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FACTOR.HTM

 

THE FAITH FACTOR, PROOF OF THE HEALING POWER OF PRAYER by Dale A. Matthews, M.D. with Connie Clark. New York, NY; Penguin Group, 1998. 322 pages, index, footnotes. Hardcover; $24.95.

 

This is a book review, written for PERSPECTIVES, in the summer of 1998.

 

The question is simple, may a person expect that religious involvement will contribute to health, well-being and long life? Answers to this question have traditionally been anecdotal, stories many of us have grown up with. Sometimes, as many Christians can attest, stories which have been proven misleading, false, or even fraudulent.

 

It was with a skeptic's eye, therefore, that I selected this volume at the Durango public library in May of 1998. I was hoping to find something of value, but I was expecting, at best, a few pious anecdotes. I was surprised.

 

This is an important book. Although written in a popular style, copious footnotes point the way to a great many scholarly studies aimed at bringing scientific rigor into the faith process. Dr. Matthews does not try to "prove God," nor does he make any claim that such can be done. He does assert, however, that something he calls the "faith factor" can, and does, play a key part in matters of health, living well, and long life. As I read through the book, I became more and more impressed with it, so much so that half-way through I ordered a copy for my own library, with the intent of teaching a Sunday School class based on it.

 

Does God heal illnesses? Dr. Matthews insists that this is a matter of faith, and is not a question science can answer. But, he says, (page 64) "The question before us, rather, is this: does belief in God aid in healing? This is a scientific question, and from the evidence presented in this book, the answer appears to be "yes."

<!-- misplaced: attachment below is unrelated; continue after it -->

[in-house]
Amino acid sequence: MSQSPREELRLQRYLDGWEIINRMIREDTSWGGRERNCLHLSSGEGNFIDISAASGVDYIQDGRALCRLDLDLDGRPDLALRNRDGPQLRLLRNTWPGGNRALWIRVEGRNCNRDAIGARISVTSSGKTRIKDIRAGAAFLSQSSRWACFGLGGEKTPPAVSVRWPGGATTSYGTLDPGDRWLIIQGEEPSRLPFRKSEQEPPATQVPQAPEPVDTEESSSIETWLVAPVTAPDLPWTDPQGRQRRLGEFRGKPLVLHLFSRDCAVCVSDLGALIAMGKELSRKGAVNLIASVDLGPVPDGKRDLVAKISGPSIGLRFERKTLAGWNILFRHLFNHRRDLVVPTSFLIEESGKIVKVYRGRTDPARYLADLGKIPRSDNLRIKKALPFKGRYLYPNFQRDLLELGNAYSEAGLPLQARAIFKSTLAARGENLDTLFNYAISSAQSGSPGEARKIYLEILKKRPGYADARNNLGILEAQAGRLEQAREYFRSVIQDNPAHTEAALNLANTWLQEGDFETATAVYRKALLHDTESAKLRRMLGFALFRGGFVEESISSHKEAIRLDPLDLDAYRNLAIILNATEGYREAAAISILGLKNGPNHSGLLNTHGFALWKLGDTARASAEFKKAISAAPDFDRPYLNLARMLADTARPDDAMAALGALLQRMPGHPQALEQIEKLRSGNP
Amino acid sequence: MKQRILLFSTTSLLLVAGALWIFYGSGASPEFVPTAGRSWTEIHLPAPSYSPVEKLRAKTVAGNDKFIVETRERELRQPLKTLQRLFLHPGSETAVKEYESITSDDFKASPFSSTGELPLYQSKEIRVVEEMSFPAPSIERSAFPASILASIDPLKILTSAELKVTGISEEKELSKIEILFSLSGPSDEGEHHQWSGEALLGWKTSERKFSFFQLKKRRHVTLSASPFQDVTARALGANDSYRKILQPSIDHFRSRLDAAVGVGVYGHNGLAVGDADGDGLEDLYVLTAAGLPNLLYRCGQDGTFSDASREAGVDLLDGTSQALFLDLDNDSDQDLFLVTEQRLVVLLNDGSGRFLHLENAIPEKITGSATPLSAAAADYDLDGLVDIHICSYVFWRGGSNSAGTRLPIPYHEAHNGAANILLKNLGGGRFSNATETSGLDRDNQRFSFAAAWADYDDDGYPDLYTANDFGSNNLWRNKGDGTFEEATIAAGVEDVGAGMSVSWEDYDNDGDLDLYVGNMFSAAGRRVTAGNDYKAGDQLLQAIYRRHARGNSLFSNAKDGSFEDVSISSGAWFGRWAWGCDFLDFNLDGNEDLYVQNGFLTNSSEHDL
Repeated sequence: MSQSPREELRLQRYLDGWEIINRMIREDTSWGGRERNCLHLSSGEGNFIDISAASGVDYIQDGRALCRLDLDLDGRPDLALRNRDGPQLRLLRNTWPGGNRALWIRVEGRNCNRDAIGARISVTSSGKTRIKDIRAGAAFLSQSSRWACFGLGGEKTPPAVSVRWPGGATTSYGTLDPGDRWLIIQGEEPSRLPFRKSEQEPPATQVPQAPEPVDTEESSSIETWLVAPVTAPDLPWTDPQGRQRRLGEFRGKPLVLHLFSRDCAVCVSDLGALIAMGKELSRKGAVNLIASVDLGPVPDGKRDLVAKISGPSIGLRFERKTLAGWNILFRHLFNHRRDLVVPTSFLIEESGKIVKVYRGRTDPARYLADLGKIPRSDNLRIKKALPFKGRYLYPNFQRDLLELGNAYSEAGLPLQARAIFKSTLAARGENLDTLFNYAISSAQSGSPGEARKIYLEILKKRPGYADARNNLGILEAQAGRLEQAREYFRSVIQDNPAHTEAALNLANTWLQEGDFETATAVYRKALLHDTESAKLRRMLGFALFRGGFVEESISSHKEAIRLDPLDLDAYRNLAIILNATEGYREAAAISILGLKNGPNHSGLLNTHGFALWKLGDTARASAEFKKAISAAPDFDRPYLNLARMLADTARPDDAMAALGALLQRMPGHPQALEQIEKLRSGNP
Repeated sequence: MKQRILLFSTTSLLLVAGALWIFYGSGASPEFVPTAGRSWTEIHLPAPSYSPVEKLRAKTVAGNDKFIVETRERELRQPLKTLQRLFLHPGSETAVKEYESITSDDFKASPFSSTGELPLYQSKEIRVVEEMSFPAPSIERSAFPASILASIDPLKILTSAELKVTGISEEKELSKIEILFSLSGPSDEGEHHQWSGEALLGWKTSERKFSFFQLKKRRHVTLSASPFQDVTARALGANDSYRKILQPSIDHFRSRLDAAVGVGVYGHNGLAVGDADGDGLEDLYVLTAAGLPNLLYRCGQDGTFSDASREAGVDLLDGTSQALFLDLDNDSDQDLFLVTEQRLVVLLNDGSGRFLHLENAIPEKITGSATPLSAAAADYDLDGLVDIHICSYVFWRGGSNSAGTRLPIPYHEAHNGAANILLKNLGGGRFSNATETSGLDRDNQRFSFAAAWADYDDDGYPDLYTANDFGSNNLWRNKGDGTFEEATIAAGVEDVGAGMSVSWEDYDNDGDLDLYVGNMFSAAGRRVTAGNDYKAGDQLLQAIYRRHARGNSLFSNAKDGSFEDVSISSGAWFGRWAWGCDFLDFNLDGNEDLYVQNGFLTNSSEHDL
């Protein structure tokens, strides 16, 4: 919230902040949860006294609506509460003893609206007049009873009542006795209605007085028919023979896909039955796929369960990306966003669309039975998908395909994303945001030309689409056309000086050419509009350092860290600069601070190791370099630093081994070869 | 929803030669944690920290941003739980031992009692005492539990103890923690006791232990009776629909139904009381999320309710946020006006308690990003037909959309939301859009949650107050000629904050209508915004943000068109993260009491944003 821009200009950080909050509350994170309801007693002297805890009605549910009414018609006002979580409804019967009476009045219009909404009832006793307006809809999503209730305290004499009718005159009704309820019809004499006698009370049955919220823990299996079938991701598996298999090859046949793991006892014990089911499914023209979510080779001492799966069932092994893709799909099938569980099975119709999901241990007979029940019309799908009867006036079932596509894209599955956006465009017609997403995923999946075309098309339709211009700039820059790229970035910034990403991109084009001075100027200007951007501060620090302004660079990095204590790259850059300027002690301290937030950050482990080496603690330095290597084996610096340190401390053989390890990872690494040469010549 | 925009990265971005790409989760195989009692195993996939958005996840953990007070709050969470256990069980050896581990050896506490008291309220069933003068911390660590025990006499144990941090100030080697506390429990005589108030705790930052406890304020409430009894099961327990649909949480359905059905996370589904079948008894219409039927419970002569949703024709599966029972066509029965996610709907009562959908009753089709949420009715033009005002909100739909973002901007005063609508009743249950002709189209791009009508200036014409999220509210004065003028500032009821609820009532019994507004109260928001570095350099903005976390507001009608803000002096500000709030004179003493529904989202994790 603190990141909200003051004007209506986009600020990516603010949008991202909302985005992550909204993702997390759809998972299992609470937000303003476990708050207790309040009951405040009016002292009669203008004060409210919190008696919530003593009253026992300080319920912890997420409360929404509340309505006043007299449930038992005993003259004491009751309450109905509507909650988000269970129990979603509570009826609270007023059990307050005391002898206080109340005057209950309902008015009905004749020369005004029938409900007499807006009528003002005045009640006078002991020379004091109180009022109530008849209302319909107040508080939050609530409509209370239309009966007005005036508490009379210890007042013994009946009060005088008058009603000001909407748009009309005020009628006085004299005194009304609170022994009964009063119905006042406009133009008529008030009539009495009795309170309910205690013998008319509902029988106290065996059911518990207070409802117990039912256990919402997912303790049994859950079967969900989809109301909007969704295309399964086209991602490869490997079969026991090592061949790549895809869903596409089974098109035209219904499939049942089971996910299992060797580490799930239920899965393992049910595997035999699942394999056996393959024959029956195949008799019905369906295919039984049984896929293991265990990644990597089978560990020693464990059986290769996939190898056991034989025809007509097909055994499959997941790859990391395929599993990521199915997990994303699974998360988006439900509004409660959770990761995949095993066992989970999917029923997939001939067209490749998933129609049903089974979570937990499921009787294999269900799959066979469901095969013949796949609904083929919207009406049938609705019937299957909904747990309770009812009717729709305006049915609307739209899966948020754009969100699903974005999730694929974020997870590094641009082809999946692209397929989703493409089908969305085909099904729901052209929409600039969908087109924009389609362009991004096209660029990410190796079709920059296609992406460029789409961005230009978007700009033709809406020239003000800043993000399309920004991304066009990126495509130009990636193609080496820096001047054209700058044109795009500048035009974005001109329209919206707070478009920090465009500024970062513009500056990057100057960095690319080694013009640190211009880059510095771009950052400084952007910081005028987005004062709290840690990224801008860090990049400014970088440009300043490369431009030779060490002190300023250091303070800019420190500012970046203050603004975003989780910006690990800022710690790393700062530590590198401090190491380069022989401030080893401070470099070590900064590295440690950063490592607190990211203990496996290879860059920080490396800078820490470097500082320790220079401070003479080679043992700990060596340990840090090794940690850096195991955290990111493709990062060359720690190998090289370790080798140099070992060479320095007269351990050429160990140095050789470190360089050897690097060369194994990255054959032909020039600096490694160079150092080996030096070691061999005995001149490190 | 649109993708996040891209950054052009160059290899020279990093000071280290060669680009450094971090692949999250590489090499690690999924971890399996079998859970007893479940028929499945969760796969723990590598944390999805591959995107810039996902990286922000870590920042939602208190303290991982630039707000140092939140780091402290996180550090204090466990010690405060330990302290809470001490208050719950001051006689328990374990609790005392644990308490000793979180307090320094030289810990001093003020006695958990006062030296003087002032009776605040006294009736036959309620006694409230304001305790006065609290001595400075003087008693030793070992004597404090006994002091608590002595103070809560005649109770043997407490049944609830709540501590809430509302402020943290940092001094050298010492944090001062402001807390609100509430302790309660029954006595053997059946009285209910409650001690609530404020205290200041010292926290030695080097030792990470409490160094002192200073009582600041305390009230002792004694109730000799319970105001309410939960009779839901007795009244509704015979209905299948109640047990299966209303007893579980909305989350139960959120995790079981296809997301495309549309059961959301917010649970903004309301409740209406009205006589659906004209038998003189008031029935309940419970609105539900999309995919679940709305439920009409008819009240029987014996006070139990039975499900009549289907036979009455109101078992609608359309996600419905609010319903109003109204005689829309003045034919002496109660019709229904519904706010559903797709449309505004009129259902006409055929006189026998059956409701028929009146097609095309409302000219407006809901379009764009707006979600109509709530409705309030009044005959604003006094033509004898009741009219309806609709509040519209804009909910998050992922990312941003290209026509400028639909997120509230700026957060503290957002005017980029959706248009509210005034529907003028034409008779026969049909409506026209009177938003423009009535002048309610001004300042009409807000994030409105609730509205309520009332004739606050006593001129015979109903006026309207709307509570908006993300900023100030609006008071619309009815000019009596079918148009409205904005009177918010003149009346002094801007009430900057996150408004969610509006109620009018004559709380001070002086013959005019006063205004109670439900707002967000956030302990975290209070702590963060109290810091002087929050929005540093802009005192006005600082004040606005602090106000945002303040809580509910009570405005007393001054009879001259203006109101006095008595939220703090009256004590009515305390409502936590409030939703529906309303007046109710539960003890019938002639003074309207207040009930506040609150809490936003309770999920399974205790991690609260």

The evidence (so far) does not support a claim that one denomination, or even "Christianity" generally, is superior to other faith communities, as far as the question at issue. The data does appear to show that one's devotional and participative intensity affects the faith factor's value, and, hence, one's well-being, more than anything else. Are all faiths the same, then? Dr. Matthews is quick to answer this question (page 284): "I believe that the choice of a particular faith tradition is a matter of utmost consequence, and should be based on one's perception of what constitutes truth, not what will give better health."

 

Besides the footnotes, many resources, such as books, web sites, organizations, etc. are listed.

 

On page 81, Dr. Matthews summarizes his thesis as follows:

 

1. There is evidence for a broad spectrum (not just a few stories) of healing experiences.

 

2. There are observations that there is a wide range (not just a specific action or two) of spiritual healing practices which accompany these healings.

 

3. It appears obvious that the type and degree of healing through spiritual means is not within our control. God remains sovereign.

 

4. Yet, some factors appear to lie within the realm of scientific investigation.

 

This book is recommended to my fellow ASA members, friends and family with enthusiasm.  It ought to spark a number of scientific research projects to extend and refine the claims.

 

John W. Burgeson,

 

BURGY@www.burgy.50megs.com

                                                              

Published in PERSPECTIVES, the ASA quarterly journal,

in Volume 51, #1, March 1999.

 

ASA's web site is

 

www.ASA3.ORG